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~*Service Worker*~

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Thanks (( Otie )) that was excellently stated!   I did not know how to have boundaries, so yes, I was always eviscerated by the A's and other users/manipulators.  Developing boundaries taught me how to rely on myself, how to protect myself and how to accept (based on results) that some people are incapable of doing certain things.

I can have reasonable expectations that I will no longer compromise myself or let me down and that the store will be open at certain times - I no longer expect others to (necessarily) do what they "promise" anymore and then I cannot be hurt when plans fall apart sometimes -and- and this is the big one -- I no longer take it personally when outcomes dont work out the way I initially hope.   I feel more balanced in myself emotionally and I know that if plans dont go the way I hope - that is never the end of the world either, there is always some back up scenario and often things still do work out, just in an entirely different way.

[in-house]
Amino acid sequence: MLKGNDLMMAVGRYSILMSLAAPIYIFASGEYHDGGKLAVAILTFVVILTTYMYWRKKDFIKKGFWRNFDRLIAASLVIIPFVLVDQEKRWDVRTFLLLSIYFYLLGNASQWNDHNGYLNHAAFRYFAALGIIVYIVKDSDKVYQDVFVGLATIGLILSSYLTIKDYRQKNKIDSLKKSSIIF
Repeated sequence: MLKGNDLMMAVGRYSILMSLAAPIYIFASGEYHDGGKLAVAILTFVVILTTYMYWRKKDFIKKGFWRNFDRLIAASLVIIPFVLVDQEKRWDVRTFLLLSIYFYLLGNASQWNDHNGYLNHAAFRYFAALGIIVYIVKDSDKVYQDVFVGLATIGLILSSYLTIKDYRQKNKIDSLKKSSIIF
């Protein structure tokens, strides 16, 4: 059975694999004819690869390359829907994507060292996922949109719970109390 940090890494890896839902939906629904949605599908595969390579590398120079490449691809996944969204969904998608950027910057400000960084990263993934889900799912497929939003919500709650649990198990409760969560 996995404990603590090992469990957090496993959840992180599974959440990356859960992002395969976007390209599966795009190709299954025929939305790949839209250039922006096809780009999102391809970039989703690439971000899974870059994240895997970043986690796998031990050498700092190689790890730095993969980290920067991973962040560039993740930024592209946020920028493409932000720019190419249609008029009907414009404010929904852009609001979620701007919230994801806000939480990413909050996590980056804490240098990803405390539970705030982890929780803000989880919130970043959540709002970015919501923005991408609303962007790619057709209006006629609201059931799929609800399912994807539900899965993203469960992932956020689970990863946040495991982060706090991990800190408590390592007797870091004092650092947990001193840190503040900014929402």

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Senior Member

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Thank You Otie, and my friends in Alanon .... 

Your reply was very well written and meaningful to me......

Now that I have learned a little more about expectations, I understand that they have come naturally as a protection mechanism not to have expectations from a loved one who is sick w/alcoholism or any other addiction. But the boundaries are harder to have and keep and be true to yourself because all along you have been so giving and loving all your childs life and then it has to change and you have to become tough. My heart is so sick. I hate having to learn a different way. Your friend in Alanon. Oldergal